Article by Allyson Hoffman
Documentary by Joshua Briggs, Austin Garcia, Olivia Pilon, & Miriam Roth
Reverend Albertus C. Van Raalte originally set aside the land that is now Centennial Park, located at 10th Street and River Avenue, for a public market. However, after the fire of 1871, the land grew weedy and remained unused. In 1876, the park was named and created in honor of the nation’s centennial celebration and has since hosted many celebrations in Holland. The park was restored in 1985. Today, the 5.6 acre park houses a gazebo with public restrooms, a coral rock fountain, several benches, and dozens of different trees and plants.
Roots in the Past: A Documentary
A team of Mellon Scholars created this documentary for their Sophomore Seminar during the 2014-2015 school year. Centennial Park was born in the midst of a greenspace movement that emphasized quiet enjoyment of natural beauty. This movement originated in mid-nineteenth century western Europe, largely in response to the increasing industrialization of large cities. Over time, the movement spread to the United States, and eventually new motivations and cultural attitudes transformed parks from serene pockets of nature into spaces for recreational activity and community gatherings. Centennial Park, while reflective of this movement, also developed its own legacy and unique identity.
Establishing the Park
The land for Centennial Park was intended to become market square, much like traditional European markets. Central Avenue was originally called Market Street because of this vision. Van Raalte helped clear the area of trees, but after the fire of 1871, the charred area became weed-ridden.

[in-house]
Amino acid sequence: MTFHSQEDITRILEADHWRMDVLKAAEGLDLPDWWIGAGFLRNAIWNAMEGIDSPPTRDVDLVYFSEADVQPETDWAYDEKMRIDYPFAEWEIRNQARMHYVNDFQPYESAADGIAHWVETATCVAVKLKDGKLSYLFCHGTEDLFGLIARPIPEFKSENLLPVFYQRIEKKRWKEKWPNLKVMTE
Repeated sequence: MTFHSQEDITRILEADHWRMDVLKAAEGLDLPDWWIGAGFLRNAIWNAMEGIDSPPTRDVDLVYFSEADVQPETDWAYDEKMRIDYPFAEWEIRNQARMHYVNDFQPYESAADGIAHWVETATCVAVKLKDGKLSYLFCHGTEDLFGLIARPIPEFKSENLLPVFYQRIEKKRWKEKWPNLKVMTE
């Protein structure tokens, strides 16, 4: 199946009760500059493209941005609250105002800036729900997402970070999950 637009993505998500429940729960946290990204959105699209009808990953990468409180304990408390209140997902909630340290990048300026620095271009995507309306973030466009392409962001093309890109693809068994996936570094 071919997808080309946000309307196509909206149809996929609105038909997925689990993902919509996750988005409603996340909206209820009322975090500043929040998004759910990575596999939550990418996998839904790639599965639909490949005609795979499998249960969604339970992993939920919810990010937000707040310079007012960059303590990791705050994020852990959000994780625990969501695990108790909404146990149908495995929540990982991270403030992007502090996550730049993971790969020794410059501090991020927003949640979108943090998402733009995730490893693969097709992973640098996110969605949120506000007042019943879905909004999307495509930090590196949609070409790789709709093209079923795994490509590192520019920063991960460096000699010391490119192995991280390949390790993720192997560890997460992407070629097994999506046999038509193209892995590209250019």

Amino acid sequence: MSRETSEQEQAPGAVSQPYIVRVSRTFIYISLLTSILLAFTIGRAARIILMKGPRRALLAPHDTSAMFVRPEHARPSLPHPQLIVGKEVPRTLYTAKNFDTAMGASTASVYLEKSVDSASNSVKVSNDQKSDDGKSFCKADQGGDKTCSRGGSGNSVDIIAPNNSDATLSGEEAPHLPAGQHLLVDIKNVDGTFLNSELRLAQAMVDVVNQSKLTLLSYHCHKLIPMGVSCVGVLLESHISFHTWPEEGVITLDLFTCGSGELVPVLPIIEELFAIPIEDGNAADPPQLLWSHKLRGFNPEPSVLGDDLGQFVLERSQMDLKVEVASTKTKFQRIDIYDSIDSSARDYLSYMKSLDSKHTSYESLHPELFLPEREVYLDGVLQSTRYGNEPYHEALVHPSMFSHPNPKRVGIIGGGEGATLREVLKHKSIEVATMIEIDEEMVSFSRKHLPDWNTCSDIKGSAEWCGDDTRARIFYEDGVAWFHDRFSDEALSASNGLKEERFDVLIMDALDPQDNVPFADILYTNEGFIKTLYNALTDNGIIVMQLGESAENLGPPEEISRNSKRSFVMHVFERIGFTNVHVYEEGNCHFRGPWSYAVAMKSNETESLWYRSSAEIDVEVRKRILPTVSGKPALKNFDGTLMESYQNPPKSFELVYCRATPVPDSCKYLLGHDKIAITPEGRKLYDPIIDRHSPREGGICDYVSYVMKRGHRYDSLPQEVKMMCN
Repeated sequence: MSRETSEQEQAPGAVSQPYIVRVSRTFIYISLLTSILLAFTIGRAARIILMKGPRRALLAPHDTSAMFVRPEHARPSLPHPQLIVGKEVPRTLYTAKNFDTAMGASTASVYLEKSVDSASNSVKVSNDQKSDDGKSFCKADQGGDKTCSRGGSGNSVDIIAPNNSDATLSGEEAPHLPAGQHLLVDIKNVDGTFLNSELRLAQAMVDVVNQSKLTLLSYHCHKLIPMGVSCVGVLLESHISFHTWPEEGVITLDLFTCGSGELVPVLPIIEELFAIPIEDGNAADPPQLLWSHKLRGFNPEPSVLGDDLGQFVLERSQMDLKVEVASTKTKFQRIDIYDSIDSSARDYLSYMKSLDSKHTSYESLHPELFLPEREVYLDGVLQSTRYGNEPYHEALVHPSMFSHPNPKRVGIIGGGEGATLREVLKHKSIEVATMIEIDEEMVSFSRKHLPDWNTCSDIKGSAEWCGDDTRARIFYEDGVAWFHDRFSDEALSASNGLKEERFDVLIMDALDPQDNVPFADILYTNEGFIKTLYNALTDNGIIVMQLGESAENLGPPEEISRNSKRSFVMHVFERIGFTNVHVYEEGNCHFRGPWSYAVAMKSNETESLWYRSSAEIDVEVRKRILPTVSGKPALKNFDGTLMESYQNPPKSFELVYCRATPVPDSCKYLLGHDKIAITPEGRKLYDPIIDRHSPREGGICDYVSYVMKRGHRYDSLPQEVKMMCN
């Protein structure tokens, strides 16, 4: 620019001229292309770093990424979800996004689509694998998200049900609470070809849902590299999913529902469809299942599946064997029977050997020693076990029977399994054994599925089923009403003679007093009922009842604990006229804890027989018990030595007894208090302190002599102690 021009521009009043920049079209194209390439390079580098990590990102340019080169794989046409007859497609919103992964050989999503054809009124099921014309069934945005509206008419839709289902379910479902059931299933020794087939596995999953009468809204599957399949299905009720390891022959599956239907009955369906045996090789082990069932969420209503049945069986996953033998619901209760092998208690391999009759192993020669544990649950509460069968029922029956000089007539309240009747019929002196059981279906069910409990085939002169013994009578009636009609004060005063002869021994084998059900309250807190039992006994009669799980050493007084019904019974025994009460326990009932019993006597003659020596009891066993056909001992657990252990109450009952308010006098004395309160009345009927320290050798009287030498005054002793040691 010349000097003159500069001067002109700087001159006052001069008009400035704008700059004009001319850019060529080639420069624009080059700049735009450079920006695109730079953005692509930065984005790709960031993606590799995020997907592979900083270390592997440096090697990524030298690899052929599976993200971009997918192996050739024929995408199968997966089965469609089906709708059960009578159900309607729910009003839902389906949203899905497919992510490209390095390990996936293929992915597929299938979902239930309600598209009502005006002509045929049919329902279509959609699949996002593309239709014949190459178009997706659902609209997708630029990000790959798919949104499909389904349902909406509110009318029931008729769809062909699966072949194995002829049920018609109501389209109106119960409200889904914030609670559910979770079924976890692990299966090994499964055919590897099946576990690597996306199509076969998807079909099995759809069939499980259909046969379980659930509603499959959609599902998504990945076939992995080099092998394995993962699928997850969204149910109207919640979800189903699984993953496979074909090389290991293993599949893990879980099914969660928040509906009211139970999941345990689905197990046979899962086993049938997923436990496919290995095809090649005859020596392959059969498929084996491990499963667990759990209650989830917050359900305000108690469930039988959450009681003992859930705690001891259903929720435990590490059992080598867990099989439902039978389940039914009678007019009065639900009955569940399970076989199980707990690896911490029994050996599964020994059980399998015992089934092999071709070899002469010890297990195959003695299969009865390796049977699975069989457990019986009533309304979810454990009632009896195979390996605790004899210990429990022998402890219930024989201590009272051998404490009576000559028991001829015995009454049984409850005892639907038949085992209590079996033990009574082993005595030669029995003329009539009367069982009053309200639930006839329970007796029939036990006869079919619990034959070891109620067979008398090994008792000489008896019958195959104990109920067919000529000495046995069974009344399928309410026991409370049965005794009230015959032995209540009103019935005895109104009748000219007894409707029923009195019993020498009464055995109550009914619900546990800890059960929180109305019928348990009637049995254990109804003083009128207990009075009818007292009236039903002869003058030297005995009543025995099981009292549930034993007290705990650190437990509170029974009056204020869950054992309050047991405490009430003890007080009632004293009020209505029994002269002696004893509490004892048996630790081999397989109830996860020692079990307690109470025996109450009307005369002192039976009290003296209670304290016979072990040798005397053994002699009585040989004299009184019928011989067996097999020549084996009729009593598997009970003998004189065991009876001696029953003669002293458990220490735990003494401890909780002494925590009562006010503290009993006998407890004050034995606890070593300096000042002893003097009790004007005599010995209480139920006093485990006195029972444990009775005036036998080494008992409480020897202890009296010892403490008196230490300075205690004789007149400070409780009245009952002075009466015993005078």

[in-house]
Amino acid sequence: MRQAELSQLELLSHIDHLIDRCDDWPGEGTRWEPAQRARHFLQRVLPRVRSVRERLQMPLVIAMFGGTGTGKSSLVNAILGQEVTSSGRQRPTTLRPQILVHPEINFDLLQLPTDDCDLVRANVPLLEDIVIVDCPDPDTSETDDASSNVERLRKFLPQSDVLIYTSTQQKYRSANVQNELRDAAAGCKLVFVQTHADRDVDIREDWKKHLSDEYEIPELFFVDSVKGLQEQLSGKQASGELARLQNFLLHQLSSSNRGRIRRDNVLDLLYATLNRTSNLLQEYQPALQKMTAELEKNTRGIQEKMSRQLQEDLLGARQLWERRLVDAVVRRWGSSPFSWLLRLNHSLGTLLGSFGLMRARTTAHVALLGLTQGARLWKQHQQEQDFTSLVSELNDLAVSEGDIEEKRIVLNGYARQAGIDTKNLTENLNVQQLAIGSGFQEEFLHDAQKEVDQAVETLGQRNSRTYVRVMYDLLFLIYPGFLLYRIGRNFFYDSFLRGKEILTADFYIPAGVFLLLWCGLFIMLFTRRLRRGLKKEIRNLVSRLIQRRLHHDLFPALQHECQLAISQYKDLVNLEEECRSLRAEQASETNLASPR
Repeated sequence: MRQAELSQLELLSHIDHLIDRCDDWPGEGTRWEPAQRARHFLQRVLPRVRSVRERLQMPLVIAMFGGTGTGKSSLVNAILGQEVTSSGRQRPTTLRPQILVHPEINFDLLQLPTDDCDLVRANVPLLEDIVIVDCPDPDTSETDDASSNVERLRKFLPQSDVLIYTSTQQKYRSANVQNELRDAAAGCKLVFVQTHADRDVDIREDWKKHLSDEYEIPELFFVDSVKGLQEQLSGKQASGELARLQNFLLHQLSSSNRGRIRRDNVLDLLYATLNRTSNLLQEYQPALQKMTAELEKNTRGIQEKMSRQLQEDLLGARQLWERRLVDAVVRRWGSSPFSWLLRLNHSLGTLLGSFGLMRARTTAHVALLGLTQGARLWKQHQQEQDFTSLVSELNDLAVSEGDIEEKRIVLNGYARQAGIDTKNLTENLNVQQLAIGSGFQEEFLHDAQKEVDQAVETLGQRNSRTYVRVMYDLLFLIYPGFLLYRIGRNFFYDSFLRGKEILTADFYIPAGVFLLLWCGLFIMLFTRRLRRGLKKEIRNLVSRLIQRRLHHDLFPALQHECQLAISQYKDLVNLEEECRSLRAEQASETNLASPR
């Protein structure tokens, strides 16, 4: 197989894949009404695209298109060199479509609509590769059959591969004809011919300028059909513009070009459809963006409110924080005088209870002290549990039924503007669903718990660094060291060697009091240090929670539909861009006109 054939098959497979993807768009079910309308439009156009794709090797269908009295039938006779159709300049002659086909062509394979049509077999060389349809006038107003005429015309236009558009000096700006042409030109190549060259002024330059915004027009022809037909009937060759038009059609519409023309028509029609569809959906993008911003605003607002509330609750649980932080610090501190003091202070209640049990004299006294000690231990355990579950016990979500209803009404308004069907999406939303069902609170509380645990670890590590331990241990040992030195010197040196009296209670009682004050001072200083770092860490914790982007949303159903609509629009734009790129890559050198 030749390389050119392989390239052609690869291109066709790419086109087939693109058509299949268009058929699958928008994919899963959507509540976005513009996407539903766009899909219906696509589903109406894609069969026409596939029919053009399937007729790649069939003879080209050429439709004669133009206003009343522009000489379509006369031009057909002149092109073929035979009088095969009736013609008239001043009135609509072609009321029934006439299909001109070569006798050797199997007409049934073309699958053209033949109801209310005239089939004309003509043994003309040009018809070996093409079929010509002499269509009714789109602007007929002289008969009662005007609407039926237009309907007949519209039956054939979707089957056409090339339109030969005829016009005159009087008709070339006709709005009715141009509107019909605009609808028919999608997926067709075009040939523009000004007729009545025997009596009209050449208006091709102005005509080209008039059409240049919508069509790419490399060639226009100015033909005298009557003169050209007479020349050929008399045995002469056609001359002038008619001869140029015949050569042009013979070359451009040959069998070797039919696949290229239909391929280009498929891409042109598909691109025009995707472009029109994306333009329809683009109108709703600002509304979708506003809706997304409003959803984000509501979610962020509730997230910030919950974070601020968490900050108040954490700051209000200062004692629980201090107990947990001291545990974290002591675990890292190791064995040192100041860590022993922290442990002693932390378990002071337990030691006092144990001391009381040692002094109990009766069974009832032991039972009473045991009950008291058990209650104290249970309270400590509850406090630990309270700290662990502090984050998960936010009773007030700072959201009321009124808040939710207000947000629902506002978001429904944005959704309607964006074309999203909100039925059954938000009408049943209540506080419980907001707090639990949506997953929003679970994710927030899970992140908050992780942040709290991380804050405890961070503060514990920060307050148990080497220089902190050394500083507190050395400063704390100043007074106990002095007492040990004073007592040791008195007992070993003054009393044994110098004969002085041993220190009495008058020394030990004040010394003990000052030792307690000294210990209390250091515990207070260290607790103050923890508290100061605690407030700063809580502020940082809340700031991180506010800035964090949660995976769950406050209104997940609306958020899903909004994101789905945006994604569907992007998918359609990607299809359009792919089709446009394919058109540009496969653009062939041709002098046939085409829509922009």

In 1876, Mayor John Van Landegend proposed the market square be turned into a park, which he wished to call Centennial Park in honor of the centennial celebration of the country. On March 8, 1876, Van Landegend brought his plans, including a diagram, to a council meeting and proposed the following:
- Setting out a row of Lombardy Poplar trees around the outside of the Square.
- Grading and leveling of the square; removal of the present knoll in the center in the form of an ellipse at a height of about two feet in the center, and the laying out and excavating the walkways according to the diagram he submitted.
- Erecting a Centennial Pole in the center of the new ellipse.
- The planting by individuals of a variety of Centennial shade trees throughout the Square in accordance with the diagram.
On April 17, 1876, the flagpole was placed in the park. Instead of planting poplar trees, maple trees were placed in the park. On the afternoon of April 29, 1876, community volunteers planted the maple trees.
Introducing Squirrels to the Park
In addition to the many improvements, the idea for a squirrel cage was also suggested. A journalist for the Holland City News remarked on the friendliness of squirrels in Ann Arbor, Michigan and suggested that Holland’s Centennial Park could become a home for the friendly rodents. On August 28, 1913 the Holland City News reported:
The cunning little animals have been installed in their new home and the little boys and little girls as well as many older people have been making acquaintance with them. The four that have been put into the cage are to be followed by others which will be secure from time to time.